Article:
Cincinnati Reds' Starting Rotation Is the Best in MLB

Kyle NewportFeatured ColumnistMay 22, 2013

Sorry St. Louis, but the Cincinnati Reds have the best rotation in Major League Baseball.

The Cardinals' rotation currently owns the best earned run average in baseball—and it's not even close. However, their starters have been nearly flawless at Busch Stadium, a trend that is unlikely to continue at such an amazing rate. Plus, they have lost Jake Westbrook and Jaime Garcia to injuries recently.

On the other hand, the Reds are just now getting healthy in the rotation. Johnny Cueto returned to the team Monday and was solid. Coming back from an oblique injury can be tricky, so don't expect him to be dominant right away.

The rest of the rotation stepped up in his absence. Mat Latos, Homer Bailey, Bronson Arroyo and Mike Leake have been great all year. Even rookie Tony Cingrani has gotten the nation's attention with his crazy numbers.

Cincinnati ranks right behind St. Louis statistically, but there's more to it than just the overall numbers.

The Cardinals have three guys with an ERA below 1.50 at home and two below 1.00. The Reds have four starters below 3.00 at Great American Ball Park. Their numbers aren't as spectacular as the Cardinals', but the Reds have a better shot at continuing their current performances.

How many teams in baseball can say they don't have a starter with an ERA higher than 3.28? That would be one.

Cincinnati is the only team to have its entire rotation pitch at a high level. The Reds have four different pitchers with an ERA in the 3.20 to 3.28 range, and they also have two starters who have even better numbers.

The Reds have four (qualified) pitchers in the top 23 for the best ERA in the NL, and no other team has more than two.

Their rotation has compiled the third-most innings pitched and has the third-lowest walks plus hits per inning pitched (WHIP) in baseball. The starters are walking a mere 1.6 batters per nine, which is one of the lowest in the league.

Outside of St. Louis, no other National League team has struck out more batters than the Reds. It looks like the Cardinals have bested the Reds in most categories, but the numbers will eventually even out.

Last year the Reds were the only team in baseball to not have a starter miss a game due to injury, so they have proven that they can pitch at a high level all year. 

Latos had a streak of more than 21 straight scoreless innings earlier this season, and Leake is currently working on 13.2 consecutive scoreless innings.

Over the last seven days, three Reds pitchers—Leake, Arroyo and Bailey—have failed to allow a run in four combined starts spanning over 28.1 innings. Throw in Latos, and the number jumps up to two runs in 36.2 innings for four starters. Only one St. Louis pitcher has allowed two runs in the last seven days, and that was in 5.1 innings.

Playing away from home actually hurt the Reds' rotation early in the season. The team struggled to get consistent pitching and started 1-8 on the road. Now 12-12, the starting pitching is coming around. No starter has allowed more than three runs on the team's current nine-game road trip.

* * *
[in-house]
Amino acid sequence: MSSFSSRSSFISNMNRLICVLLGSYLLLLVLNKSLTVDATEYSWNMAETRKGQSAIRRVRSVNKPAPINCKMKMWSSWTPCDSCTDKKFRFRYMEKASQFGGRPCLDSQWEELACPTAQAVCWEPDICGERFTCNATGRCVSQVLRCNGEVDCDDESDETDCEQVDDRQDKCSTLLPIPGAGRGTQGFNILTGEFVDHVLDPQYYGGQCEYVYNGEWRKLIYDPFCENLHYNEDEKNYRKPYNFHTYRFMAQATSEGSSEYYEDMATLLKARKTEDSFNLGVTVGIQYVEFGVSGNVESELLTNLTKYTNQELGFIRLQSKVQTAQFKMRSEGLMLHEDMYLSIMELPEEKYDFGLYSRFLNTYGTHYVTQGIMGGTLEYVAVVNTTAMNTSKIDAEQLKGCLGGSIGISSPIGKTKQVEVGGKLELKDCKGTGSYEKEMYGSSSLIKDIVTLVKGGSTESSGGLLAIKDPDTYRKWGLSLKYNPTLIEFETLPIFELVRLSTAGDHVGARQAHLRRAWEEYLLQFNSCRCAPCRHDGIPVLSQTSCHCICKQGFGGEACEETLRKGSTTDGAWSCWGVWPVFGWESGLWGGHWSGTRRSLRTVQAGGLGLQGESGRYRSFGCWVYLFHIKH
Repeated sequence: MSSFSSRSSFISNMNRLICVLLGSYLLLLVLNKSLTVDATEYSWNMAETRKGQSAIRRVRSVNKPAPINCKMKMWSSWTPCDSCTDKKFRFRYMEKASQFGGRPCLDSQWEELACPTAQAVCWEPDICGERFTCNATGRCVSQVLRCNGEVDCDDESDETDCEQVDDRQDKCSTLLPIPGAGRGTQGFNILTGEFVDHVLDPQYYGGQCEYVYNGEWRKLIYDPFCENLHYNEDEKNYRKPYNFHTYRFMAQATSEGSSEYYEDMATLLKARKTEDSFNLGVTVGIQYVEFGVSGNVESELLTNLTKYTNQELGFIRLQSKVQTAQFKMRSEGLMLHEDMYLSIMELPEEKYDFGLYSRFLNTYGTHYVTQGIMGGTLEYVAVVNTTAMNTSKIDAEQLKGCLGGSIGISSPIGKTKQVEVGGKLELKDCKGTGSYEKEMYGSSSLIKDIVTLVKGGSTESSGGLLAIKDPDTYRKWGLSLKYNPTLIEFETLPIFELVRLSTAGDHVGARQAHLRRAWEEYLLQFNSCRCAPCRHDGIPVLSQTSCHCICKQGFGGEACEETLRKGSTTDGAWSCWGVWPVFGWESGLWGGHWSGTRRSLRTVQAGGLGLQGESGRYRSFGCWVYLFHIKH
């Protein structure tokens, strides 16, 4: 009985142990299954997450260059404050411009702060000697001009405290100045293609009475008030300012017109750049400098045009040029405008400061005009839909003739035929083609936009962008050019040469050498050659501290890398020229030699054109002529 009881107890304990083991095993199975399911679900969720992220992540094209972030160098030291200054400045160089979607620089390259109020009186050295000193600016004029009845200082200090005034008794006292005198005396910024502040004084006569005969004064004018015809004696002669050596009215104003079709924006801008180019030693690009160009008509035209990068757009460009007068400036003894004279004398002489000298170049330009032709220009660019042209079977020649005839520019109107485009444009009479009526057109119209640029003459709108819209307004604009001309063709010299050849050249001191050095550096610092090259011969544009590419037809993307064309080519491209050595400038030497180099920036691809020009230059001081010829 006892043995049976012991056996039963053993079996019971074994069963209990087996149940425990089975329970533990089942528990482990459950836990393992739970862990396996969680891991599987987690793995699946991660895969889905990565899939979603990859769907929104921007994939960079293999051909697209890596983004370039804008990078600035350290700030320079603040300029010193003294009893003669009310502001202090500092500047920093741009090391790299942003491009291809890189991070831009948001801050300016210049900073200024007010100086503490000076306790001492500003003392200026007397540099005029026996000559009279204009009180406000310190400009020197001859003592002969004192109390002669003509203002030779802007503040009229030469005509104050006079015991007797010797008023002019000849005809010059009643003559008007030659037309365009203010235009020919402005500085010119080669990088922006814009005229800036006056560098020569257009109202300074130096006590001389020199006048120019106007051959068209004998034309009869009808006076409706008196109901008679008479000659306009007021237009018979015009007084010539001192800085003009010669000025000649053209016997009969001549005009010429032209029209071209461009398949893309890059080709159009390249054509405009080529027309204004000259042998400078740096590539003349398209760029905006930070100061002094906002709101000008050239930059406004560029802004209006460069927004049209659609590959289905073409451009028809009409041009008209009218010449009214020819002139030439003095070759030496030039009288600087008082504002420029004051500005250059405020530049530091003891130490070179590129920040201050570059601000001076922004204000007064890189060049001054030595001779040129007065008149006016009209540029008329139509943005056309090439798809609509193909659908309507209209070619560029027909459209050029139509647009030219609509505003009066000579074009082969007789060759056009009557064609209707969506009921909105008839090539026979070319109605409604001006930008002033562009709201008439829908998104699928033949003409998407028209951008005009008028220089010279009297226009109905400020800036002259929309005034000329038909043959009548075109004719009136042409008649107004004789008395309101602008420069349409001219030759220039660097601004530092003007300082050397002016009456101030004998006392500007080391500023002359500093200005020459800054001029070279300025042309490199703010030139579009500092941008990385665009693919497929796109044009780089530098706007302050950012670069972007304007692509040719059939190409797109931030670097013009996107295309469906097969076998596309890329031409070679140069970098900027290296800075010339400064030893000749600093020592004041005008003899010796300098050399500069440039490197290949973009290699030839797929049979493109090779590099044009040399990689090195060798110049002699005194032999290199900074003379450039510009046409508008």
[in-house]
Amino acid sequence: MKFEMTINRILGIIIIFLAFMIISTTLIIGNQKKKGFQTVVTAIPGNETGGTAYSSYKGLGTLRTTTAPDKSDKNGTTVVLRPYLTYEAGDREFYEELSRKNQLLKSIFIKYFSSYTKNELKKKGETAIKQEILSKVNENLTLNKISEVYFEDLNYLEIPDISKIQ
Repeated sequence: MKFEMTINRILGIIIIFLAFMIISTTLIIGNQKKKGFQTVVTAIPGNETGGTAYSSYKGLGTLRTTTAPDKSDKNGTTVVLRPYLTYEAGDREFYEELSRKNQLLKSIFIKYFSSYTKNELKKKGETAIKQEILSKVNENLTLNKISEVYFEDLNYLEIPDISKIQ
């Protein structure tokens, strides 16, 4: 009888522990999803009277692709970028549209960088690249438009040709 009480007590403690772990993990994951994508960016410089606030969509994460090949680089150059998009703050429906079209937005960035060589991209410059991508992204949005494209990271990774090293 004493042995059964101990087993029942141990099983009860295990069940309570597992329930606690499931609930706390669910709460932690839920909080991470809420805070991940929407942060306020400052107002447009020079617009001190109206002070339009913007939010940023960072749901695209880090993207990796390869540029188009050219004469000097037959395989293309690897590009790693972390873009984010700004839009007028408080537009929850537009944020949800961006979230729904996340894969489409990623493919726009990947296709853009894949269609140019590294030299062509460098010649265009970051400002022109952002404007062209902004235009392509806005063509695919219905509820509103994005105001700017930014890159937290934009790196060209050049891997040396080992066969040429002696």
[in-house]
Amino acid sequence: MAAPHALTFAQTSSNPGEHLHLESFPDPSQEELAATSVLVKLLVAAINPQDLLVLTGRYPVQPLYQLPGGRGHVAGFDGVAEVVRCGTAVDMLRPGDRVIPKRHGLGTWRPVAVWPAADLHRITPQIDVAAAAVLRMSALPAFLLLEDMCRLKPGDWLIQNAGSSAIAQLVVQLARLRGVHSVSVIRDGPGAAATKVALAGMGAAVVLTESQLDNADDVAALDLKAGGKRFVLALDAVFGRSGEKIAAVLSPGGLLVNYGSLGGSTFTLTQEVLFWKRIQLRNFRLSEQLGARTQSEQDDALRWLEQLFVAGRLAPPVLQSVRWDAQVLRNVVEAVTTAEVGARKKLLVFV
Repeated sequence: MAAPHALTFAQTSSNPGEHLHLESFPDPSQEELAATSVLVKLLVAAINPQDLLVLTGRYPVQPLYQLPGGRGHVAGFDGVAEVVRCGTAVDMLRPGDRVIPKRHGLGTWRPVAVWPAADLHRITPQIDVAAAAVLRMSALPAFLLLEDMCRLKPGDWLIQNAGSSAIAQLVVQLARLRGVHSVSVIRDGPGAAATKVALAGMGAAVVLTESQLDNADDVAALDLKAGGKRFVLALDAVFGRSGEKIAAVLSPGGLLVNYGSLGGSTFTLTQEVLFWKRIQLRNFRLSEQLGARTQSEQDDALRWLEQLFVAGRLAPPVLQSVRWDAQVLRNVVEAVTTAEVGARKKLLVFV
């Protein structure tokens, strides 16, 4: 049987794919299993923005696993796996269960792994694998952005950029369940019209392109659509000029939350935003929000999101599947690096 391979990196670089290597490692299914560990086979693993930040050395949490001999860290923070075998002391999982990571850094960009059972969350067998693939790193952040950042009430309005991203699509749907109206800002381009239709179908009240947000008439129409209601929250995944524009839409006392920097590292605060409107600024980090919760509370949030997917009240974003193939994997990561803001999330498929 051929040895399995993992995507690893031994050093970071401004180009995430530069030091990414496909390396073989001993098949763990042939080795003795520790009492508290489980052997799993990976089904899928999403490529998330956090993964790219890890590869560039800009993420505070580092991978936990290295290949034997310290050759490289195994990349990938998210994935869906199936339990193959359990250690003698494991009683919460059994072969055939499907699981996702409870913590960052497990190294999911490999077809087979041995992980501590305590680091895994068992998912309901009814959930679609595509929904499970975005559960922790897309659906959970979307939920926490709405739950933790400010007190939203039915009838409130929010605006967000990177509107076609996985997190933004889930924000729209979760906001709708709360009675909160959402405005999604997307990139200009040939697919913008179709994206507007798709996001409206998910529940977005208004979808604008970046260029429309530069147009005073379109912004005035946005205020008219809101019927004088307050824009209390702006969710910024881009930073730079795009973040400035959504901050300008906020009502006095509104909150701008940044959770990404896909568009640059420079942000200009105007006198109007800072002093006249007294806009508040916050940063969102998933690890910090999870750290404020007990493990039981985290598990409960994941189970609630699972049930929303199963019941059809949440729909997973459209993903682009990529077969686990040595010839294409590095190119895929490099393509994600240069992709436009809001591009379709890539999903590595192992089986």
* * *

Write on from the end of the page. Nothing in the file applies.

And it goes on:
The biggest story of the rotation has been Leake. Fans wanted Aroldis Chapman or Cingrani to get the No. 5 spot to start the season, but Leake has been nothing short of great.

His 3.25 ERA is lower than both Cingrani and Arroyo. Leake has allowed only five home runs this season, which is only one behind Bailey for the fewest allowed by a Reds starter with at least 30 innings pitched. 

For a No. 5 starter, he has been unbelievable. He'd be a No. 3 at worst in most rotations, but it shows just how deep this rotation is.  

Latos has pitched well enough to get consideration for the NL All-Star team, and Bailey could also pitch his way into the conversation if he continues his current pace. With those two and Cueto, the Reds have three legitimate No. 1 pitchers. 

Having the best statistics doesn't always mean that one team is the best, especially this early in the season. The Cardinals are dealing with injuries now, and the other members of the rotation will see their numbers drop to a sustainable level.

Cincinnati's pitching continues to get stronger and improve. With its ace back, the Reds will be tough to stop.

Also, the Reds' starters have held their own at the plate. The starters have been near the top of the league in highest average for pitchers, and none of the pitchers are below .100. However, the Cardinals have only two pitchers hitting above .071. In the NL, hitting comes with pitching. Helping yourself out at the plate is important.

With these two rotations, the NL Central is going to be competitive. Cincinnati will pull away eventually because it has the superior rotation, even if the early numbers don't show it. The Reds are getting great starting pitching as of late, and the Cardinals are starting to see their pitching come back to Earth.

It takes offense, defense and pitching to win a division, but the Reds will get back to playing October baseball thanks to MLB's best rotation.


*All stats are courtesy of